Jesus' Prayer For His Apostles

W. Terry Varner
February 2, 2014

The second prayer in John 17 is found in 17:6-19. It is a prayer for His apostles. His ministry will soon fall to the apostles to go into all the world and preach the Gospel. His prayer for His apostles is interesting has many important thoughts for us to consider.

Jesus prays for the unity of the apostles. In John 17:11 Jesus asks God to keep the apostles to be united. “Holy Father, keep through Your name those whom You have given Me, that they may be one as We are”; i.e. that they may continually be one! This is a reoccurring petition within His majestic prayer, compare John 17:21, 22, 23. To maintain their “oneness” or “unity,” Jesus says, “I have given to them the words which You gave Me; they have received them, and have known surely that I came forth from You; and they have believed that You sent Me” (17:8; cf. 17:14). His word was verbally (word) and plenary (all) inspired and inerrant therefore all-sufficient informationally (2 Timothy 3:16-17).

Jesus prays for His apostles. Jesus declares that the apostles did not choose Him, but rather He chose them. “You have not chosen Me, but I have chosen you that you should go and bear fruit. ... I have chosen you out of the world, therefore the world hates you” (John 15:16, 19). The passages which discuss Jesus selecting or choosing His apostles are Matthew 10:1-5; Mark 3:14-19; and Luke 6:13-16). Interestingly and not contradictorily, Jesus declares, “They were Yours, You gave them to Me” (John 17:6). The apostles accepted His call (John 17:7); i.e. they recognized that Jesus’ mission, teaching, and work had been done to honor and glorify God.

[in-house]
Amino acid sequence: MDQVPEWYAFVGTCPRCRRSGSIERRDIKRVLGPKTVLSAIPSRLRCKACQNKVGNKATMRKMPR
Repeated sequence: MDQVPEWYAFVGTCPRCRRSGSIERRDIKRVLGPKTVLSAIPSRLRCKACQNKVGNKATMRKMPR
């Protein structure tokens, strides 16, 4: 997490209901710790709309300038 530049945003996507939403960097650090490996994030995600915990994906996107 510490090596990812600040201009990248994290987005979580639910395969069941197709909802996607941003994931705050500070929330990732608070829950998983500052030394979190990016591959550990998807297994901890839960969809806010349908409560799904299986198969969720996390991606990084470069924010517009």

“I pray not for the world” (John 17:9). This must be understood within the context of John 17:6-19 which is His prayer for them. He care for the world—He died on Calvary to save the world. The world as hostile to Him personally; however, God does not reciprocate such feelings toward the world. He personifies the world as (1) hating Him (John 15:18), (2) hating His followers (John 15:18; 17:11, 14), (3) rejoicing at the problems and difficulties of His followers (John 16:20), (4) not knowing Him (John 1:10), (5) not knowing the Father (17:25), (6) not knowing the Spirit (John 14:17), (7) ruled by Satan (John 12:31; 14:30; 16:11), and (8) being in unbelief (John 17;21, 23). Evidence that Christ is interested in the world is found in His words, “that the world may believe that You have sent Me” (John 17:21).

Jesus’ prayer for His apostles involve three areas. The content of prayers tell us much about the one praying and for whom they pray. Consider for what Jesus prayed for His apostles.

He prays for their joy. It is remarkable that in the shadow of the cross, He could pray “that they may have My joy fulfilled in themselves” (John 17:13). It was the “joy” that no man could take from them (John 16:20-21). The Christians’ joy is found in Christ, “Rejoice in the Lord always” (Philippians 3:1).

He prays for their safety. Jesus says of His apostles they are “not of the world” (John 17:14) and “the world has hated them” (John 17:16). He wanted the Father to “keep them from the evil one” (John 17:15).

He prays for their sanctification. Sanctification means “to be set apart from a profane to sacred use.” They, and we, are sanctified “by Your truth. Your word is truth” (John 17:17). The Word of God directs, guides, unifies, and sanctifies believers.